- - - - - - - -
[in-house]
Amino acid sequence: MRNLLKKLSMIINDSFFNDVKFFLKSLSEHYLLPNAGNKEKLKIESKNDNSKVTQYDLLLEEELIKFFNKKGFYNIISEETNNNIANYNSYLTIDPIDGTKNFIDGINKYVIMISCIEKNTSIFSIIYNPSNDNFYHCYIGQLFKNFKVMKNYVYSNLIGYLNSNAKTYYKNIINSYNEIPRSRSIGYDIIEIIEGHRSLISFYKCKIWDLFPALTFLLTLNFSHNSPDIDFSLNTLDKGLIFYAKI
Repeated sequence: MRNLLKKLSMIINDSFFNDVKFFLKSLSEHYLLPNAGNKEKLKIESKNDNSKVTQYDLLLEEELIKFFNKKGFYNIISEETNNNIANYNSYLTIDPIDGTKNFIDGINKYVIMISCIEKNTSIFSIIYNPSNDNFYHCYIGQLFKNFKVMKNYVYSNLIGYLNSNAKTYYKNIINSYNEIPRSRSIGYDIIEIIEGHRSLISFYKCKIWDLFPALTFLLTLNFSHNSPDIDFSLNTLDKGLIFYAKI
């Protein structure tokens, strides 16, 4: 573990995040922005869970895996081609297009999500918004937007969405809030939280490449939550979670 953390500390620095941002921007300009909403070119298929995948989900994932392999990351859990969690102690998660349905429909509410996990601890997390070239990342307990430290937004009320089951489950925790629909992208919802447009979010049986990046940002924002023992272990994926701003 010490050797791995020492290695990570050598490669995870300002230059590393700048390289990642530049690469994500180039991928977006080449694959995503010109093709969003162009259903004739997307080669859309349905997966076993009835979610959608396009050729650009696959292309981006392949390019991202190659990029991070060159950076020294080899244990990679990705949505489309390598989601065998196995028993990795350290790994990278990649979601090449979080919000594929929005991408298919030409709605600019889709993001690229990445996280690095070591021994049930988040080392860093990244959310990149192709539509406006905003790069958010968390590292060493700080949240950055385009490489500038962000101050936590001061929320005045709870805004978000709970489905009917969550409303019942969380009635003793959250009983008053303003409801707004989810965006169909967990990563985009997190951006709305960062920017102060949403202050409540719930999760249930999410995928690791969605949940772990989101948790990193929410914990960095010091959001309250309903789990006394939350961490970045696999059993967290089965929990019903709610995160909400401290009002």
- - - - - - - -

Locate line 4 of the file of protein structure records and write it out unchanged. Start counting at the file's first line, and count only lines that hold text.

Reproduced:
């Protein structure tokens, strides 16, 4: 573990995040922005869970895996081609297009999500918004937007969405809030939280490449939550979670 953390500390620095941002921007300009909403070119298929995948989900994932392999990351859990969690102690998660349905429909509410996990601890997390070239990342307990430290937004009320089951489950925790629909992208919802447009979010049986990046940002924002023992272990994926701003 010490050797791995020492290695990570050598490669995870300002230059590393700048390289990642530049690469994500180039991928977006080449694959995503010109093709969003162009259903004739997307080669859309349905997966076993009835979610959608396009050729650009696959292309981006392949390019991202190659990029991070060159950076020294080899244990990679990705949505489309390598989601065998196995028993990795350290790994990278990649979601090449979080919000594929929005991408298919030409709605600019889709993001690229990445996280690095070591021994049930988040080392860093990244959310990149192709539509406006905003790069958010968390590292060493700080949240950055385009490489500038962000101050936590001061929320005045709870805004978000709970489905009917969550409303019942969380009635003793959250009983008053303003409801707004989810965006169909967990990563985009997190951006709305960062920017102060949403202050409540719930999760249930999410995928690791969605949940772990989101948790990193929410914990960095010091959001309250309903789990006394939350961490970045696999059993967290089965929990019903709610995160909400401290009002």